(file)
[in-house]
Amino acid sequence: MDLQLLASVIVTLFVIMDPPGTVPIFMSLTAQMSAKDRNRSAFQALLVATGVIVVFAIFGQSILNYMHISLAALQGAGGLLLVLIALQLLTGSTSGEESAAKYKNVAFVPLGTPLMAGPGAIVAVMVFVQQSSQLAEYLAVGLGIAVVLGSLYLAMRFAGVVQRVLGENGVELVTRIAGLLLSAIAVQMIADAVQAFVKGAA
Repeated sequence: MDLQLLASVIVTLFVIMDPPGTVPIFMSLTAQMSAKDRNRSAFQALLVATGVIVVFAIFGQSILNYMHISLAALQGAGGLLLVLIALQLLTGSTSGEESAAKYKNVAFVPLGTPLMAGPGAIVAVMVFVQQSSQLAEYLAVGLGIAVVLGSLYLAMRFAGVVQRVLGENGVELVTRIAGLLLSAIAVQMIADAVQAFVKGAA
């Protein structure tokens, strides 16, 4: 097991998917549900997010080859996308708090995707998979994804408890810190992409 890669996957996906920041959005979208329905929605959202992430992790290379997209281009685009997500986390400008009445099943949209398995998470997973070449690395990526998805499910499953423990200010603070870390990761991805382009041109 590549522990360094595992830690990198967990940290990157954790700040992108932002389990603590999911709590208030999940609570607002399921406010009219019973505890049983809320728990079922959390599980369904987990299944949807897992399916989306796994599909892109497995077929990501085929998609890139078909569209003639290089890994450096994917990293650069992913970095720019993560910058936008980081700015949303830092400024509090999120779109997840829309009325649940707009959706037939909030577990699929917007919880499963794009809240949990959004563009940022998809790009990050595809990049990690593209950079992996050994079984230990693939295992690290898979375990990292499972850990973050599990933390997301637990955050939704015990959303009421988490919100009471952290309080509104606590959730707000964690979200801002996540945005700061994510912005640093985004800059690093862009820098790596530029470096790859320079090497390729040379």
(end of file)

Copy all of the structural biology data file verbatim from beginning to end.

[in-house]
Amino acid sequence: MDLQLLASVIVTLFVIMDPPGTVPIFMSLTAQMSAKDRNRSAFQALLVATGVIVVFAIFGQSILNYMHISLAALQGAGGLLLVLIALQLLTGSTSGEESAAKYKNVAFVPLGTPLMAGPGAIVAVMVFVQQSSQLAEYLAVGLGIAVVLGSLYLAMRFAGVVQRVLGENGVELVTRIAGLLLSAIAVQMIADAVQAFVKGAA
Repeated sequence: MDLQLLASVIVTLFVIMDPPGTVPIFMSLTAQMSAKDRNRSAFQALLVATGVIVVFAIFGQSILNYMHISLAALQGAGGLLLVLIALQLLTGSTSGEESAAKYKNVAFVPLGTPLMAGPGAIVAVMVFVQQSSQLAEYLAVGLGIAVVLGSLYLAMRFAGVVQRVLGENGVELVTRIAGLLLSAIAVQMIADAVQAFVKGAA
């Protein structure tokens, strides 16, 4: 097991998917549900997010080859996308708090995707998979994804408890810190992409 890669996957996906920041959005979208329905929605959202992430992790290379997209281009685009997500986390400008009445099943949209398995998470997973070449690395990526998805499910499953423990200010603070870390990761991805382009041109 590549522990360094595992830690990198967990940290990157954790700040992108932002389990603590999911709590208030999940609570607002399921406010009219019973505890049983809320728990079922959390599980369904987990299944949807897992399916989306796994599909892109497995077929990501085929998609890139078909569209003639290089890994450096994917990293650069992913970095720019993560910058936008980081700015949303830092400024509090999120779109997840829309009325649940707009959706037939909030577990699929917007919880499963794009809240949990959004563009940022998809790009990050595809990049990690593209950079992996050994079984230990693939295992690290898979375990990292499972850990973050599990933390997301637990955050939704015990959303009421988490919100009471952290309080509104606590959730707000964690979200801002996540945005700061994510912005640093985004800059690093862009820098790596530029470096790859320079090497390729040379």